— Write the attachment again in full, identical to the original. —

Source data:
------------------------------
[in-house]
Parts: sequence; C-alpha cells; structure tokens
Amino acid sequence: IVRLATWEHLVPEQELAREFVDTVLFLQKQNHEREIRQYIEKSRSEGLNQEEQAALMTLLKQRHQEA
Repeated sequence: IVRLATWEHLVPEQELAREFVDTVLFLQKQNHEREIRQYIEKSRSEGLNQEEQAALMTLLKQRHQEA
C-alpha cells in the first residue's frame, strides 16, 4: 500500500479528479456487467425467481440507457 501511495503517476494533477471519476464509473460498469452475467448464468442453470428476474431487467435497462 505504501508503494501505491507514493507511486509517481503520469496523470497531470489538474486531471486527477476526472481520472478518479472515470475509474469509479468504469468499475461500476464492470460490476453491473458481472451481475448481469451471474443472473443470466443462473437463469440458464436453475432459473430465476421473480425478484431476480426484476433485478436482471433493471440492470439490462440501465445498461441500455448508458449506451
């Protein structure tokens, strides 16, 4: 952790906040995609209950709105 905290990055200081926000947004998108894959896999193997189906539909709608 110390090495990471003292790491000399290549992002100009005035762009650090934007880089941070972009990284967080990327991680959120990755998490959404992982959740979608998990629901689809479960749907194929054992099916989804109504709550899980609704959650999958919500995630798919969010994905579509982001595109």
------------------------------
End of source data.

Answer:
[in-house]
Parts: sequence; C-alpha cells; structure tokens
Amino acid sequence: IVRLATWEHLVPEQELAREFVDTVLFLQKQNHEREIRQYIEKSRSEGLNQEEQAALMTLLKQRHQEA
Repeated sequence: IVRLATWEHLVPEQELAREFVDTVLFLQKQNHEREIRQYIEKSRSEGLNQEEQAALMTLLKQRHQEA
C-alpha cells in the first residue's frame, strides 16, 4: 500500500479528479456487467425467481440507457 501511495503517476494533477471519476464509473460498469452475467448464468442453470428476474431487467435497462 505504501508503494501505491507514493507511486509517481503520469496523470497531470489538474486531471486527477476526472481520472478518479472515470475509474469509479468504469468499475461500476464492470460490476453491473458481472451481475448481469451471474443472473443470466443462473437463469440458464436453475432459473430465476421473480425478484431476480426484476433485478436482471433493471440492470439490462440501465445498461441500455448508458449506451
């Protein structure tokens, strides 16, 4: 952790906040995609209950709105 905290990055200081926000947004998108894959896999193997189906539909709608 110390090495990471003292790491000399290549992002100009005035762009650090934007880089941070972009990284967080990327991680959120990755998490959404992982959740979608998990629901689809479960749907194929054992099916989804109504709550899980609704959650999958919500995630798919969010994905579509982001595109």